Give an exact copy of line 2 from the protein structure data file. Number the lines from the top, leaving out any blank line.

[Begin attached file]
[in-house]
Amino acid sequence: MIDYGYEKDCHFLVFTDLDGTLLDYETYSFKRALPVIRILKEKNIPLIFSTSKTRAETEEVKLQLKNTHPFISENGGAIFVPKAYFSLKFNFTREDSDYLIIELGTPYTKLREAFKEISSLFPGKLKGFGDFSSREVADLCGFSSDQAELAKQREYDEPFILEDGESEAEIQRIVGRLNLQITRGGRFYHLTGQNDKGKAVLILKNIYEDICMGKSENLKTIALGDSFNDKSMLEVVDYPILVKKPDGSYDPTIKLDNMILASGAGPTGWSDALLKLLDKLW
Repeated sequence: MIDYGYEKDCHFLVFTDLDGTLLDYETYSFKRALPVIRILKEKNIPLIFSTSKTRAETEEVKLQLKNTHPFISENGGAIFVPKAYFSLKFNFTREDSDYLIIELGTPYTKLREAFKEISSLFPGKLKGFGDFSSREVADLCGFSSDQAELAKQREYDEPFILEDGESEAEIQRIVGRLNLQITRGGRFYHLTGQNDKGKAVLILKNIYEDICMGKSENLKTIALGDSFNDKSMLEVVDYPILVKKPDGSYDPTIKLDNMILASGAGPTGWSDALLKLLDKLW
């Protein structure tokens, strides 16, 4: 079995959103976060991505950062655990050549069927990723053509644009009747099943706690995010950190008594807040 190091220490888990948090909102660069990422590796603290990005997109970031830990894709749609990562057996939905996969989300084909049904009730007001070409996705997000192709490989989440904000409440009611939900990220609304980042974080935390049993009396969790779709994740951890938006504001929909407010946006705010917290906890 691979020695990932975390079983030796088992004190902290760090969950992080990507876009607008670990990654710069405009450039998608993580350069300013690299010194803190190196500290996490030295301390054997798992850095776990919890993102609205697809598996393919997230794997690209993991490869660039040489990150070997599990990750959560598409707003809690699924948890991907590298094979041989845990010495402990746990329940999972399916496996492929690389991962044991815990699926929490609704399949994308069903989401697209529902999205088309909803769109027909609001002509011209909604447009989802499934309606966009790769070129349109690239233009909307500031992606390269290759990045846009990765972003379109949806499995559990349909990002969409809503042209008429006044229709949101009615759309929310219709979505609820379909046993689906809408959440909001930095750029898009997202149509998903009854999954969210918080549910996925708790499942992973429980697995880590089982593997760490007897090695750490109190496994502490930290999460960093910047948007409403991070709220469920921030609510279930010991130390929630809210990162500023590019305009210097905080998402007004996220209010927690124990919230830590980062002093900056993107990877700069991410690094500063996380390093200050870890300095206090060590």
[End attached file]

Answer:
Amino acid sequence: MIDYGYEKDCHFLVFTDLDGTLLDYETYSFKRALPVIRILKEKNIPLIFSTSKTRAETEEVKLQLKNTHPFISENGGAIFVPKAYFSLKFNFTREDSDYLIIELGTPYTKLREAFKEISSLFPGKLKGFGDFSSREVADLCGFSSDQAELAKQREYDEPFILEDGESEAEIQRIVGRLNLQITRGGRFYHLTGQNDKGKAVLILKNIYEDICMGKSENLKTIALGDSFNDKSMLEVVDYPILVKKPDGSYDPTIKLDNMILASGAGPTGWSDALLKLLDKLW